If there is one relationship in this world which trumps everything else, it is that of a mother and her child. In cinema too, this relationship has been explored well. After all, the mere paas maa hai segment remains one of the most iconic scenes of all time.
The characters of mothers though have evolved over the years.
Nirupa Roy school of being a mother (1970s)
Long back, mothers were often struck by misfortune (probably their husband died or went missing) and usually poor. Take the case of films like Deewaar, Suhaag or Amar Akbar Anthony. Who can forget the infamous Shirdi Wale Saibaba song from Amar Akbar Anthony. A blind woman (played by Roy), finds her vision when she visits Shirdi where her son is belting out a devotional number that has since become a favorite of beggars nationwide.
The Rakhee school of being a mother (1990s)
Even though Karan Arjun’s Rakhee may have been presented as a typical, unfortunate mother who loses her two sons to villains – her role transcends to something else when she declares that ‘Mere Karan Arjun aayenge!’ They may drop from the cloud, or rip through the ground, but they’ll come and take revenge. This belief showed that in fact, Rakhee’s faith was the main force behind Amrish Puri’s (the villain’s) downfall. Afterall, what else could make two dead people come back with identical faces?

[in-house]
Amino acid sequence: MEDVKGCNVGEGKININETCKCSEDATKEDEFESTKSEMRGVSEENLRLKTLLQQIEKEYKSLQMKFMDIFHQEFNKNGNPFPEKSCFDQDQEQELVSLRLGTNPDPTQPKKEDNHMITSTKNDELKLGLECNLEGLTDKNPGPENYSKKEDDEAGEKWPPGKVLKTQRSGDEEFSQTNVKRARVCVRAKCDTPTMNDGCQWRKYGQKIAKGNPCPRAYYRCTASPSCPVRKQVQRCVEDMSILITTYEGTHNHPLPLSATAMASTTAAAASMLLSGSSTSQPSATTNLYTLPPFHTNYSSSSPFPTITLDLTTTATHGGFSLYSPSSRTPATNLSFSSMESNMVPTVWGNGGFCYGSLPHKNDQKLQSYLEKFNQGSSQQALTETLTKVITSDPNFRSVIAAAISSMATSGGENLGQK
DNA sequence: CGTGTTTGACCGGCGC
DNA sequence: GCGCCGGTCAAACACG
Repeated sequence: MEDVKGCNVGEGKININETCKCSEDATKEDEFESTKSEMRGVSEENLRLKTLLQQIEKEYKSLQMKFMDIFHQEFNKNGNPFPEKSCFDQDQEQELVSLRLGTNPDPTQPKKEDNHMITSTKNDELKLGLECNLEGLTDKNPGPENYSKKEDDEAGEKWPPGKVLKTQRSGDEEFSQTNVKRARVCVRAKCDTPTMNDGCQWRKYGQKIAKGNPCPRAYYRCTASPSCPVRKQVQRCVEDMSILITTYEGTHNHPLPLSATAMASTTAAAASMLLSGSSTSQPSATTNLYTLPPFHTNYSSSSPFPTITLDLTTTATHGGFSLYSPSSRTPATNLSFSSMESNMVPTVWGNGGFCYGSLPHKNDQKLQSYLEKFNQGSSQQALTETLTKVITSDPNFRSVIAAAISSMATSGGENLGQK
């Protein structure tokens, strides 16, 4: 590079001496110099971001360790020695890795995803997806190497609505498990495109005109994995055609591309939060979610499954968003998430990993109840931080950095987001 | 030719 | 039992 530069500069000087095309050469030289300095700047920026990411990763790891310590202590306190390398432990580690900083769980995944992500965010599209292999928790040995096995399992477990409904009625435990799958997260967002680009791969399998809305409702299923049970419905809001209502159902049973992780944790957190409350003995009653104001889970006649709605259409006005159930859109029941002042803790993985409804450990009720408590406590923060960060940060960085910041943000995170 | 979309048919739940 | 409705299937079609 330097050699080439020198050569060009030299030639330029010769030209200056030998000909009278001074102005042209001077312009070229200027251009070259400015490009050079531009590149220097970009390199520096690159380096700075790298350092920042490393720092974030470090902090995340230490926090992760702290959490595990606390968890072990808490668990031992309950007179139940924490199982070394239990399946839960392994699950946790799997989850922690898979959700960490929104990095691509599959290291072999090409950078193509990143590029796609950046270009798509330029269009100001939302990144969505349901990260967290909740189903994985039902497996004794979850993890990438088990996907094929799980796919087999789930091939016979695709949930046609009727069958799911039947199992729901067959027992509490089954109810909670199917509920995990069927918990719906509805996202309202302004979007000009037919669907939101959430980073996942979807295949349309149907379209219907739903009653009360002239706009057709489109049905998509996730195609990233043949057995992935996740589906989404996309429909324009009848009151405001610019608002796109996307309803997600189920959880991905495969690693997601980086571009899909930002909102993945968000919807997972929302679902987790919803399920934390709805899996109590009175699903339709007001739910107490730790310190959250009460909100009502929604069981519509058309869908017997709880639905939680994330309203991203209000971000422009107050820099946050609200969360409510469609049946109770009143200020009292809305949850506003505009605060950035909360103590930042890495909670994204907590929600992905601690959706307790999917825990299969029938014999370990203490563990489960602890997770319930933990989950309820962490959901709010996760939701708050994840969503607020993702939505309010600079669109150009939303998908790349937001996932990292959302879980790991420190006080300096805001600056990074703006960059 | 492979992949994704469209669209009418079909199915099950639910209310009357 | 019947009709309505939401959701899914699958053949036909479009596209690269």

The Farida Jalal school of being a mother
With Farida Jalal and Kirron Kher, mothers finally stopped being poor and unfortunate. They became funny, caring and more of a life guide than a liability. In Dilwale Dulhania Le Jayenge and Kuch Kuch Hota Hai, Farida Jalal was a strong woman who helped her kids, rather than the other way round. There’s a scene in DDLJ where she packs all her jewellery and gives it to SRK and Kajol, so that they can run away and get married. Not many mothers would promote such a thing, but Farida Jalal could pull off a character like that with grace. In K2H2, she has several funny scenes and is as much of a comedian as someone like Johnny Lever.
Then there’s someone like Kirron Kher, who too could play the strong mother with grace in films like Devdas and Dostana.
The Ratna Pathak school of being a mother
Ratna Pathak’s character in Jaane Tuu Ya Jaane Na, was one of the pioneers when it comes to depicting modern mothers. Since then, Shefali Shah in Dil Dhadakne Do played a peach of a character and showed how high society mothers really are.
Is there something that we would like to change about mothers in Bollywood? Yes, more actresses – like Madhuri Dixit and Juhi Chawla, need to start playing mothers, because we need to see them on screen more often.